The Havana of the ‘40s, and of Today

A kickoff cocktail party was held high on a hill above the San Ysidro Ranch at the dream home of Teran and Michael Davis. The get-together was meant to herald the “Havana of the ‘40s” fundraising gala on October 20, where Pat Nesbitt’s polo estate will be turned into a “Pearl of the Caribbean” with Jeff and Beau Bridges as honorary co-chairmen and Mary Hart (of “Entertainment Tonight”) as honorary entertainment chair.

For the cocktail party, Hart came all the way from Los Angeles in the Friday rush hour, along with Valerie Sobel, who is founder of the Andre Sobel River of Life Foundation, the beneficiary for the Havana event. Sobel established the foundation in 2000 after her 18-year-old son died from a brain tumor and her husband killed himself a year thereafter. His suicide note said he couldn’t bear outliving his son.

Sobel realized what a blessing it was to have money and to have been able to devote her time solely to her ill child. The mission of her foundation is to provide emergency financial help to single parents in despair with “catastrophically and terminally ill” children. Almost $4 million has been given to 2,700 families, all within 24 hours of hearing about their case. Sobel was profiled in the April 2 issue of People Magazine as the magazine’s “hero of the week.”

Among the guests enjoying the panoramic view while sipping the bubbly and tasting tapas were Patty DeDominic, the foundation’s board treasurer; designer Luis Estevez; Anne and Michael Towbes; Santa Barbara Magazine Executive Editor Gina Tolleson; actor/author Darryl Hickman; and publicist Tommy Cook, who as a kid played Red Ryder’s sidekick Little Beaver.

Some of the celebs signed on for October’s Havana event are actor Alan Thicke, actress Terry Moore (former wife of Howard Hughes), “Tarzan” Ron Ely, Andy Garcia and Sharon and Lyle Waggoner (“Carol Burnett Show”), who will be auctioneers. More than 400 glamorous guests will see a stunning stage review, eat great food and drink mojitos and champagne while dancing mambo, salsa and rumba to the rhythms of Latin and Afro-Cuban big band music in a “vintage Havana nightclub.” See you there!

For information call 310-276-7111.

Hats Off to the Ladies

“Cover your hat with brown paper to keep your ostrich plumes dry” – Miss Manners, 1880

There’s something elegant about ladies wearing hats no matter what the era! The Lobero Theatre Associates host a Hats Off Luncheon every spring at the Four Seasons Biltmore Hotel. Actually, it’s a “hats on” event. Chapeauxs are everywhere in a rainbow of colors – and one hat was a rainbow. The Loggia room was done in hot pink and baby blue with every hue of pink roses centering the tables. Gil Rosas was at the keyboard throughout the event.

Event chairs Paige Beard, Marilyn Schuermann, Jasmine Batis and President Lily Marx were bustling around during social hour. Some of those looking over the silent auction were Eileen Winters, Marcia St. Clair, designer Peggy Gouger, Bridget Colleary, Hope Kelly, Elaine Stepanek and Caroline Thompson. Two of the six founders of the Lobero Associates 35 years ago, Schuermann and June Buell, were in attendance. The Associates give financial support to the theatre. This year they had one live auction item – a customized party for 50 guests on the stage of the Lobero. That means the works, from food and wine to entertainment and music. An anonymous bidder gave the $10,000 minimum to give a surprise birthday bash for her husband.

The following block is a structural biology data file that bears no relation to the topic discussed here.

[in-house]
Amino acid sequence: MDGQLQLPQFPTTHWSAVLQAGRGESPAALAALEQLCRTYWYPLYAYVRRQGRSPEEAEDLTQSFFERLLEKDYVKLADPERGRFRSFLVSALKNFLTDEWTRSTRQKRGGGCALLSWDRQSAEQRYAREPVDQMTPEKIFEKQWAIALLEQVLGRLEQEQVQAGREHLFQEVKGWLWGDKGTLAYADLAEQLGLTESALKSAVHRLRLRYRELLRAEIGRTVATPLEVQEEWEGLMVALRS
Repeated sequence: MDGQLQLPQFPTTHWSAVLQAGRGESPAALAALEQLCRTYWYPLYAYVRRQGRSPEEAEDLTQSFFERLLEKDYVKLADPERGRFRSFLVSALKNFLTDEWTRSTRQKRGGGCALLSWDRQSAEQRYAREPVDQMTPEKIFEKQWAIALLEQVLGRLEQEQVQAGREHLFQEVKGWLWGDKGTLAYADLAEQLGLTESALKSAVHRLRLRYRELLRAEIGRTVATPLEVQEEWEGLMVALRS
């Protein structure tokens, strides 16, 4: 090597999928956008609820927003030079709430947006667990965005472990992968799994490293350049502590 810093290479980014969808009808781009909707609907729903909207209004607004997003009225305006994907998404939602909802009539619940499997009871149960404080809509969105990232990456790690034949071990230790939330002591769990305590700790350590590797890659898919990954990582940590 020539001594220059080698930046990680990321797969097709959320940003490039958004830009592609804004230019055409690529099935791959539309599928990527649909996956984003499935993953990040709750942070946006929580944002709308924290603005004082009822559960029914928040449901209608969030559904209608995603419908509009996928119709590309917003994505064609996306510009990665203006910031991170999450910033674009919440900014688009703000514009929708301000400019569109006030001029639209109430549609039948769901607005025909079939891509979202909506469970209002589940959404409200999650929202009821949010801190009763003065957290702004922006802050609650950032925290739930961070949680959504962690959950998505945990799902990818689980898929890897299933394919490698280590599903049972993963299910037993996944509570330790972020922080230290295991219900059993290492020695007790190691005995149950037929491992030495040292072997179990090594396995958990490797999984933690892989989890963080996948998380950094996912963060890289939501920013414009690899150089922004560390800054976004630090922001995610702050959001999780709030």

Honored guest speaker was Marcy Carsey, who has been named one of the 50 most reputable women in television and radio. She produced numerous television shows, including “The Cosby Show,” “That ‘70s Show” and “Roseanne.” In June, she is opening a new shop in Summerland call Just Folk filled with Americana items. If that isn’t enough she has kids, step-kids, dogs and a 99-year-old mother who lives with her. She gave us a list of the 10 worst pieces of worst advice she was ever given. Her advice, “Don’t listen!”

And remember, “Never chew gum while wearing a veiled hat.”

The Joy of Getting a Tan

Fans of author Amy Tan gathered in Campbell Hall for another UCSB Arts & Lectures event. Tan walked on stage and set a bag beside her on the floor. Little did the audience know that her tiny dog Lilli was inside and remained there during the whole conversation Tan had with writer and part-time Santa Barbaran Pico Iyer.

“The Joy Luck Club” came out 18 years ago and Tan has been famous ever since. Responding to Iyer’s introduction, she said “it makes me sound so fruitful. I think I’m lazy.” She grew up with a Chinese mother who spoke broken English, saying things like “So-so Security” instead of Social Security. She may have been right, but Amy wanted to be American like all of her friends. She would look at her leg and think, “It’s a Chinese leg because I eat too much Chinese food.”

Tan says her mom believed “I was a reincarnation of someone she had wronged.” She also believed in Chinese ghosts but Tan’s minister father only believed in the Holy Ghost. Though Tan could never please her mother as a child, Mom was extremely proud of her success as a writer. When fans would tell Tan her characters were just like their mother or daughter and say, “You must have been in our living room,” Tan would reply, “Oh, I’m so sorry.” She would think they might want to sue her. She never thought her characters were universal.

After the interview the audience bought signed copies of Tan’s latest, “Saving Fish From Drowning.” Director of Arts & Lectures Celesta Billeci thanked Jon and Lillian Lovelace for supporting the UCSB event. Afterwards, about 70 people headed for Montecito to the home of Patricia and Jim Selbert, who hosted a private dinner with Tan. She mixed and mingled along with dog Lilli, who had arrived in her bag. Lilli had dog food and we had a delightful dinner.